Diet and nutrition concerns of patients with Inflammatory Bowel Disease (IBD) are extremely common. Diet can certainly effect clinical symptoms of these diseases, but its role in the pathogenesis of IBD is still unknown.Methods:
In this study, we evaluated the effect of wheat gluten on the cytokine profile in the established dextran sulfate sodium (DSS)-induced colitis model. The severity of colitis in control mice (C57BL6) with gluten-containing standard diet versus C57BL6 mice given the gluten-free (GF) feed (n = 10 in each group) was examined. All mice received the 3% DSS for 5 days.Results:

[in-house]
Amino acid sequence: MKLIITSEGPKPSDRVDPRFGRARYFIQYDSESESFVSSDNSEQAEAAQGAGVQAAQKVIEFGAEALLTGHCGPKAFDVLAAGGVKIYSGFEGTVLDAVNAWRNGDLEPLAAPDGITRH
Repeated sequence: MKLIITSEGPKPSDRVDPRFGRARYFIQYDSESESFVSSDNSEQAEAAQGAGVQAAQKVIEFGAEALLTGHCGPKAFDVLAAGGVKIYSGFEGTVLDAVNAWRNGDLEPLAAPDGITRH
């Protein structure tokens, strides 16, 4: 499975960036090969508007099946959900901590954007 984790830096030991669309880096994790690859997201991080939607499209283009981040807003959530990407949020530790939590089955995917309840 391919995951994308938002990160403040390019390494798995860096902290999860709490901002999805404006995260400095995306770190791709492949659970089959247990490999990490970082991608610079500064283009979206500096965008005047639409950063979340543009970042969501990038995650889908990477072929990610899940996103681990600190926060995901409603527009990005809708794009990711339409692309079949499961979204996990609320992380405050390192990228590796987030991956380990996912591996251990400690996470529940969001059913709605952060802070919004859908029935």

At the end of 5 days, the control mice exhibited greater histological damage as well as more severe clinical symptoms. In addition, the wheat gluten induced differences in cytokine pattern in the colonic mucosal tissue. Specifically, the mice receiving the standard diet had a significantly higher expression of pro-inflammatory interferon-gamma (IFN-g), interleukin-17 (IL-17), and tumor necrosis factor-alpha (TNF-a) as well as a significant decrease in the anti-inflammatory interleukin 10 (IL-10) and transforming growth factor beta (TGF-b) after DSS treatment compared to the GF-DSS mice.Conclusions:
These data suggest that gluten may contribute to the pathogenesis of IBD by modifying the cytokine profile and decreasing the inflammatory response in the colonic mucosal environment.